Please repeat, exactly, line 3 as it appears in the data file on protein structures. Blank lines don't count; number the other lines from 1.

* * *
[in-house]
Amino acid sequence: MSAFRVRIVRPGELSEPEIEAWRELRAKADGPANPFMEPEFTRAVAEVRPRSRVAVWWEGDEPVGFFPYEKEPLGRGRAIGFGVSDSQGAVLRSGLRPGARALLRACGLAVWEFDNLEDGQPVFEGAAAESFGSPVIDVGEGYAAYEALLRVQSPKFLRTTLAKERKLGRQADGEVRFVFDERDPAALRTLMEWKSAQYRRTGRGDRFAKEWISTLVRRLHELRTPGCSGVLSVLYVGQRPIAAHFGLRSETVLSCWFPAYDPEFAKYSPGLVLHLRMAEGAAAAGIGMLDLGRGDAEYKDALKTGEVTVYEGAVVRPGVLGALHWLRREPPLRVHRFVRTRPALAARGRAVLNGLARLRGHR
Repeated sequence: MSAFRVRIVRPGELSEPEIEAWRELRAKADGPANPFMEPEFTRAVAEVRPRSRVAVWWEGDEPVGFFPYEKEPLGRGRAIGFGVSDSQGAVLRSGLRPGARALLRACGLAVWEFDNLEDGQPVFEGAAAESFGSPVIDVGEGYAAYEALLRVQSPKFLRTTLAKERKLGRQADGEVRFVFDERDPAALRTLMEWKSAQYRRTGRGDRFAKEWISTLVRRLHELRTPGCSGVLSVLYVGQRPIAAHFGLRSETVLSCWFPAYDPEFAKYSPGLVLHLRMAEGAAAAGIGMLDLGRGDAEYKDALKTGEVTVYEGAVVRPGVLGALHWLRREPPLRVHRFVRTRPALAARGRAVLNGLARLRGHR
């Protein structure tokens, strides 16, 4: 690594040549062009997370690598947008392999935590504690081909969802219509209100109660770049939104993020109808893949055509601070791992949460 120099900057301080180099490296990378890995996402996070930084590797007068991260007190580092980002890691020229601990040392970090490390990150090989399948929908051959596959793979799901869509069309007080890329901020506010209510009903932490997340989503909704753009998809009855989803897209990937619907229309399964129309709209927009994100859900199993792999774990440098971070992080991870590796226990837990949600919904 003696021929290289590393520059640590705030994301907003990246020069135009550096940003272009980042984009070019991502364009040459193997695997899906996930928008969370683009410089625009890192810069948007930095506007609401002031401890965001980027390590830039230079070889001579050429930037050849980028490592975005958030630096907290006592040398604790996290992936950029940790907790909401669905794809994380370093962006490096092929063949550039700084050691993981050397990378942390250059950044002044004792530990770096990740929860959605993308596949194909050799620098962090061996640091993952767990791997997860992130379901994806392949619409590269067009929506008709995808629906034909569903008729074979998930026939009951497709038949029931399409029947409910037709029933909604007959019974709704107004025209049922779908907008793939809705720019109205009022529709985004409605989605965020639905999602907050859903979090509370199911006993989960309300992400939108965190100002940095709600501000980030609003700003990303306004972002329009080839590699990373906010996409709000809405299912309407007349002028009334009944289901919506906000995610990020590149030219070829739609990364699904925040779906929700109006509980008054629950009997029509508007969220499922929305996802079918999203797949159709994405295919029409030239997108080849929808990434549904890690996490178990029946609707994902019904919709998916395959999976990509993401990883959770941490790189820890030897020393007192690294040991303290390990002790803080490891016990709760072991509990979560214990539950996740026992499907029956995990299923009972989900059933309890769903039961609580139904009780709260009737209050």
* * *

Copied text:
Repeated sequence: MSAFRVRIVRPGELSEPEIEAWRELRAKADGPANPFMEPEFTRAVAEVRPRSRVAVWWEGDEPVGFFPYEKEPLGRGRAIGFGVSDSQGAVLRSGLRPGARALLRACGLAVWEFDNLEDGQPVFEGAAAESFGSPVIDVGEGYAAYEALLRVQSPKFLRTTLAKERKLGRQADGEVRFVFDERDPAALRTLMEWKSAQYRRTGRGDRFAKEWISTLVRRLHELRTPGCSGVLSVLYVGQRPIAAHFGLRSETVLSCWFPAYDPEFAKYSPGLVLHLRMAEGAAAAGIGMLDLGRGDAEYKDALKTGEVTVYEGAVVRPGVLGALHWLRREPPLRVHRFVRTRPALAARGRAVLNGLARLRGHR